With a friendly smile and an outstretched hand, Kay Goto reached for Sen. Jim DeMint Wednesday as he left the stage of a tea party rally and headed across Constitution Avenue to the Senate. The debt ceiling debate was roiling Congress, and he had to get back. Goto, a tea partyer herself, had a suggestion.
"I think the Republicans need to come up front and say, `I'm going to give up my pay,' if there's no debt deal," Goto told him. "If all Republicans do that, it'll comfort the people."
DeMint, still smiling, nodded. That's something they will have to consider doing, DeMint told Goto. "Thank you," he said, continuing across the street.
As senior lawmakers searched for a deal that can pass both the Senate and House before Aug. 2 _ when the government could run out of money for some bills _ a few dozen tea party members rallied in the sunshine on Capitol Hill.
No deal in sight, activists in the loosely affiliated movement began making other suggestions. One group, Tea Party Nation, issued an online call for House Speaker John Boehner to step down, saying his proposed cuts are too small. But across the street from the Capitol, many activists said the Ohio Republican deserves time to strike what they see as the right deal _ cutting spending and shrinking government.
He scored points with some at the rally for walking away from President Barack Obama's initial proposals. But Boehner now can't agree to anything that most Republicans can't support, said James Manship of Mt. Vernon, Va.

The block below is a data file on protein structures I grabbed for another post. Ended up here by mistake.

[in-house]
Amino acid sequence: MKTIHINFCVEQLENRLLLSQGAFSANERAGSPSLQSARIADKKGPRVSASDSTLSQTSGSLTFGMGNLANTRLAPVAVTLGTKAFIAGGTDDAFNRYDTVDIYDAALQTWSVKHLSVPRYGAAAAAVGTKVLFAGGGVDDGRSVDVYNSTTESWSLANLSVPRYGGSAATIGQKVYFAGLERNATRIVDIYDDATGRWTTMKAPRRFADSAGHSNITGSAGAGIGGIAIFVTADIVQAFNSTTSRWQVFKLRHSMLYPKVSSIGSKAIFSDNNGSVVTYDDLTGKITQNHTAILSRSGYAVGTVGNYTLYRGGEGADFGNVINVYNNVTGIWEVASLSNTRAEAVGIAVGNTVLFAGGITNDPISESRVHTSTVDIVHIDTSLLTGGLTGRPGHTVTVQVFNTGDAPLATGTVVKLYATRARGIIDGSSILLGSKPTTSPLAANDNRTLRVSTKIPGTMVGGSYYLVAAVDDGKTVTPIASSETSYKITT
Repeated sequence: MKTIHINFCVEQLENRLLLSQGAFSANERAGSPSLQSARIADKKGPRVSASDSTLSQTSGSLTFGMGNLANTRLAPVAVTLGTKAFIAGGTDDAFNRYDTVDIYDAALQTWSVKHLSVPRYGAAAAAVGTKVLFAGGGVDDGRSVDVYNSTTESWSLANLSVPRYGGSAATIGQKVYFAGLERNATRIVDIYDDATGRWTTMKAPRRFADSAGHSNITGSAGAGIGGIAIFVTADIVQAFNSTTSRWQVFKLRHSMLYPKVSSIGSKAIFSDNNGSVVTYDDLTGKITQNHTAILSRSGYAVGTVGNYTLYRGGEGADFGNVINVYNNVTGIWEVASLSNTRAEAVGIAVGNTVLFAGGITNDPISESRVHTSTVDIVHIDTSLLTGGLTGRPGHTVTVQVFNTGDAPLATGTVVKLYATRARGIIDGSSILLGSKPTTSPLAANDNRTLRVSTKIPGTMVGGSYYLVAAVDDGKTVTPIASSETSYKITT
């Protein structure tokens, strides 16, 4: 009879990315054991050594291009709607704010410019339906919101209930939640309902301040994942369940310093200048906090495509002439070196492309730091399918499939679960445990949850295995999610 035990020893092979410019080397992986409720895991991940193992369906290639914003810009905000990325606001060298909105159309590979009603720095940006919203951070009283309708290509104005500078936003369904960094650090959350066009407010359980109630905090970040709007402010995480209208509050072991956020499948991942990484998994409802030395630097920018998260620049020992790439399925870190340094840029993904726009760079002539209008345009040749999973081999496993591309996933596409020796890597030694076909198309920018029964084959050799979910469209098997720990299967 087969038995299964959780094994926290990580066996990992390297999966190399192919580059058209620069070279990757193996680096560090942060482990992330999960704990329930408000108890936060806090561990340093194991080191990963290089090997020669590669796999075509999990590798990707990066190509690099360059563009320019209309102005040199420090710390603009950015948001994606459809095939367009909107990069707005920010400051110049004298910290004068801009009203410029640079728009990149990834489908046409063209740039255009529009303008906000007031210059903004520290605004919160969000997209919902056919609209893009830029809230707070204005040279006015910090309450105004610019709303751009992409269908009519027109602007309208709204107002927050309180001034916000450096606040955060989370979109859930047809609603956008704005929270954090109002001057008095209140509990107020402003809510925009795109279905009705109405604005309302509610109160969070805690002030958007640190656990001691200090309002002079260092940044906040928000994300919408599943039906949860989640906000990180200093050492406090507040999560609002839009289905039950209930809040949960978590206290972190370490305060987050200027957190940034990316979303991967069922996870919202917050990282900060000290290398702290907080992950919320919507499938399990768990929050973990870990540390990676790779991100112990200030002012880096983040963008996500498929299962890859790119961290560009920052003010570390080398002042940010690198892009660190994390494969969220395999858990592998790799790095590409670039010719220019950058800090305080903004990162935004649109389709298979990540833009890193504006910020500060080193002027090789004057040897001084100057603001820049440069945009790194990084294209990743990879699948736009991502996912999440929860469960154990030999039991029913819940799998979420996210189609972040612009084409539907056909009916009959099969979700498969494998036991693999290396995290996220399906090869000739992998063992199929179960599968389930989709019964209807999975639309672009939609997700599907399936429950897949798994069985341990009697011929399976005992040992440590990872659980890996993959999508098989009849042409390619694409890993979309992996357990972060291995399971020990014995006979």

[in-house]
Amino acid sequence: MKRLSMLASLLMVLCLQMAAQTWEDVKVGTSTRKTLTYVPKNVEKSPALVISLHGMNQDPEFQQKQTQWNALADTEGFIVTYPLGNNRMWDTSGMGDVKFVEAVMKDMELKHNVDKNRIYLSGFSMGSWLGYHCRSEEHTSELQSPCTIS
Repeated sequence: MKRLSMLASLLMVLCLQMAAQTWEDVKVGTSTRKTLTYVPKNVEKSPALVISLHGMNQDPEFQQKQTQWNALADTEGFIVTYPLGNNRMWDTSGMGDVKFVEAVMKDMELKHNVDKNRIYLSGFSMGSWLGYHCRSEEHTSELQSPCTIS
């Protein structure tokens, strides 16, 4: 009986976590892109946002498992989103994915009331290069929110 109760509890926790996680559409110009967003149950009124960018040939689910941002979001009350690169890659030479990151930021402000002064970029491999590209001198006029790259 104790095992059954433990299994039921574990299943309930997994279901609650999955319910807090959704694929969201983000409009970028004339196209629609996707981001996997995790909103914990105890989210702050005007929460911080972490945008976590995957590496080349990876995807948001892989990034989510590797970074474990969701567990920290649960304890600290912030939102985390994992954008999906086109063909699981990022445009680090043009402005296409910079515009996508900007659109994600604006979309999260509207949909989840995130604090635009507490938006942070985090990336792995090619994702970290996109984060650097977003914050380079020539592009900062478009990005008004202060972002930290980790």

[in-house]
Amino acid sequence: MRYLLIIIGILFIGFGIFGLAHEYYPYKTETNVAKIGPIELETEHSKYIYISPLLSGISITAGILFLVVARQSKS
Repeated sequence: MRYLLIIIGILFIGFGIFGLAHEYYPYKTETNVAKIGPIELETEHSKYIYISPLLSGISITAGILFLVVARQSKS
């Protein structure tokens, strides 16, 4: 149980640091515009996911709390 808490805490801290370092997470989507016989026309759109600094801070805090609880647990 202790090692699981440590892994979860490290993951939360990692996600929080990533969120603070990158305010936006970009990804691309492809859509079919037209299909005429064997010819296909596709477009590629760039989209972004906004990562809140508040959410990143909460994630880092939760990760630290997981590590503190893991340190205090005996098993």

""If he's going to be embracing the Obama plan, then yes, we need a new speaker," said Manship, who came dressed as George Washington. "If he can't represent a majority of the Republicans, then he needs to step aside."
Told that Tea Party Nation had called on Boehner to step down, freshman Rep. Joe Walsh, R-Ill., replied: "That's not proper, appropriate. That's not even part of this discussion right now," he said. Boehner, he added, "is doing a hell of a job."
What the tea party wants depends on who's doing the talking.
They liked the so-called "cut, cap and balance" bill that passed the House last week but died in the Democratic-controlled Senate on a procedural vote. Some at the rally think the doomsday talk about default is overblown and prefer no deal to one that spends too much and allows Obama a tactical win.
Republican presidential hopeful Herman Cain showed up and told reporters he doesn't think the debt ceiling should be raised in the first place. And the default scenario? "Scare tactics," he said.
Goto, who's trying to run her own luggage business in Springfield, Va., with her husband after he was laid off from a cable company, went right to what happens in a default. If a deal fails, she reasoned, Republicans need to let people know that they're willing to take a hit with the rest of the country.
"I wanted to say that to one of the Republican leaders, that they really should be the first to say, `I'll take a cut in pay,'" she said later.
A man dressed as Captain America waved an 18-foot-long American flag behind her.
"A lot of people have taken a cut in pay," Goto said. "That's what happens on Aug. 2. You know? It's like, join the real world. Our family has."